Time to kill barley cover crops in onion

Editor’s note: This article is from the archives of the MSU Crop Advisory Team Alerts. Check the label of any pesticide referenced to ensure your use is included.

With the recent rains and cool weather, barley interplanted with onions has been growing rapidly. The barley is planted to protect the young onions from wind and water erosion. Barley should be sprayed with a graminicide (Fusilade, Poast, Select, or a generic) at a sufficient rate to kill it at the appropriate time. Normally that is when the barley reaches about five to six inches in height and the onions are in the 1-leaf stage.

This year, with very dry conditions in April, most of the onions and barley were planted earlier than normal. Barley did not grow very rapidly because of the lack of moisture. Now the barley is expanding rapidly. The objective in killing the barley is to avoid crop competition (and thus crop thinning) while still maintaining some erosion control. Onion plant death normally is a result of desiccation through loss of soil moisture to the barley. With recent rains, this is not as serious a threat as in some years, so growers have some flexibility concerning their graminicide application.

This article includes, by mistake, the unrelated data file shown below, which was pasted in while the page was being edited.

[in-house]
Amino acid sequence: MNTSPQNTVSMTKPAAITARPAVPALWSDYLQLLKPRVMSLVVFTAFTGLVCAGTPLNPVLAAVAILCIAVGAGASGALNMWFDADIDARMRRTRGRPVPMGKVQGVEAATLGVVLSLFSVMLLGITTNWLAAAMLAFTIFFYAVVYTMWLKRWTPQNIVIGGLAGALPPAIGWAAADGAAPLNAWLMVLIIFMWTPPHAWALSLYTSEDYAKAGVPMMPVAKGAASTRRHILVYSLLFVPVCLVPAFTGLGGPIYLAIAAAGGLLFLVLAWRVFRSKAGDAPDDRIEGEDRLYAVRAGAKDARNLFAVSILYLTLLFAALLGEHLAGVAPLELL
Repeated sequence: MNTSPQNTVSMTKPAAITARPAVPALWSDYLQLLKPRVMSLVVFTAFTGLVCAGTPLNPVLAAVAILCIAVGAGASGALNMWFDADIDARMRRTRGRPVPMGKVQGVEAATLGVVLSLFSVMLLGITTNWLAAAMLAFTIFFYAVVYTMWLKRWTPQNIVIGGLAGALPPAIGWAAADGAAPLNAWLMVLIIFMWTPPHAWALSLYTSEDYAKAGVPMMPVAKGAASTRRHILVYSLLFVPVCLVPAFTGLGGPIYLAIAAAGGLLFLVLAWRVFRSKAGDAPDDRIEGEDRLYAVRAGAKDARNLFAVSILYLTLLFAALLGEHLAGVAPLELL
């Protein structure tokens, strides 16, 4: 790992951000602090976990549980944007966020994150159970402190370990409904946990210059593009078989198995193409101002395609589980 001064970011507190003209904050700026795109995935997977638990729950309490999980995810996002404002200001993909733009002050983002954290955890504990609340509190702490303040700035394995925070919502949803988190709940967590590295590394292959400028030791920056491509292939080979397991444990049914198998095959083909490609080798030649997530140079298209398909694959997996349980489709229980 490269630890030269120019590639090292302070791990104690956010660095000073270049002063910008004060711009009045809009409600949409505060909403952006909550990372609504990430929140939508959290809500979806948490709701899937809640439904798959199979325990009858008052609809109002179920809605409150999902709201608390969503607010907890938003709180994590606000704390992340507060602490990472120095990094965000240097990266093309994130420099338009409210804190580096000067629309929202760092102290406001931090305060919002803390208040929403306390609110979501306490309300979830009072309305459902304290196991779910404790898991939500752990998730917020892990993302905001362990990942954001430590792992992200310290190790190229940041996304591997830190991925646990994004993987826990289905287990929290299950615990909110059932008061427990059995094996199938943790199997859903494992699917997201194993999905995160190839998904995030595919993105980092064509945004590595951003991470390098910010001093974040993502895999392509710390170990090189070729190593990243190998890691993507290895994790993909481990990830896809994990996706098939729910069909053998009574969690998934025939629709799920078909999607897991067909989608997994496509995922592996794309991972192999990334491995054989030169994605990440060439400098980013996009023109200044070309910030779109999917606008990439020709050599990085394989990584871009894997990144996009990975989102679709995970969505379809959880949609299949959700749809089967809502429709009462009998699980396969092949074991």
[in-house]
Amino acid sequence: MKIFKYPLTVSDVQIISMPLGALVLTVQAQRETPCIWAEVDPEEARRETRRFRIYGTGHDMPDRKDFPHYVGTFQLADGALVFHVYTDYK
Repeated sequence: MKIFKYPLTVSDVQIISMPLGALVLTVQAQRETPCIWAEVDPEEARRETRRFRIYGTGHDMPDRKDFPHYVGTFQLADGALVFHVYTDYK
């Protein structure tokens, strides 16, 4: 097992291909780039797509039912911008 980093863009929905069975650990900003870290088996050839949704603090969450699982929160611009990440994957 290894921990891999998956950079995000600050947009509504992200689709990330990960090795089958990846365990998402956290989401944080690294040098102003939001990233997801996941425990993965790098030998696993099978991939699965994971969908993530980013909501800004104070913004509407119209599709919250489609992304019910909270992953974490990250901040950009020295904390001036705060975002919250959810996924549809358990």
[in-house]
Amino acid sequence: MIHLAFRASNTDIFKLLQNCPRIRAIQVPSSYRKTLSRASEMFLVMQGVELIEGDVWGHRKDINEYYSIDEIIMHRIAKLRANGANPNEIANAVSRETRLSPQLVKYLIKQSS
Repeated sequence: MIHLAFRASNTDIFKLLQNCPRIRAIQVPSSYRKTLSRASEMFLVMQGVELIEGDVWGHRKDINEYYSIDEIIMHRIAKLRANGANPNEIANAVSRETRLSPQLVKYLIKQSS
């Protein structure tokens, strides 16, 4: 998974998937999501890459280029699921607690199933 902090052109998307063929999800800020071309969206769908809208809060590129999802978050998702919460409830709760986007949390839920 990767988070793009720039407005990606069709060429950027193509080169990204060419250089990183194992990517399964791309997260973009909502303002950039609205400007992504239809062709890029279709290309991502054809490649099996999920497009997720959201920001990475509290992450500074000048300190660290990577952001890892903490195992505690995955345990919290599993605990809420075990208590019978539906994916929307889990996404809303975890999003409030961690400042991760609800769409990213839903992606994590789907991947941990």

Onions are not affected by the active ingredients in the graminicides, but can be burned or killed by the combination of the herbicide plus crop oil concentrate (COC) or nonionic surfactant (NIS), especially if they are in the flag (cotyledon) stage or have been exposed to freezing temperatures for several hours. To avoid crop injury under these conditions, wait until the first true leaf is two to three inches high, and do not spray until onions resume growth after a hard frost. Then apply sufficient graminicide to kill the barley, which is often higher than the lowest rate. Check labels for guidance, or contact me for advice at .(JavaScript must be enabled to view this email address).

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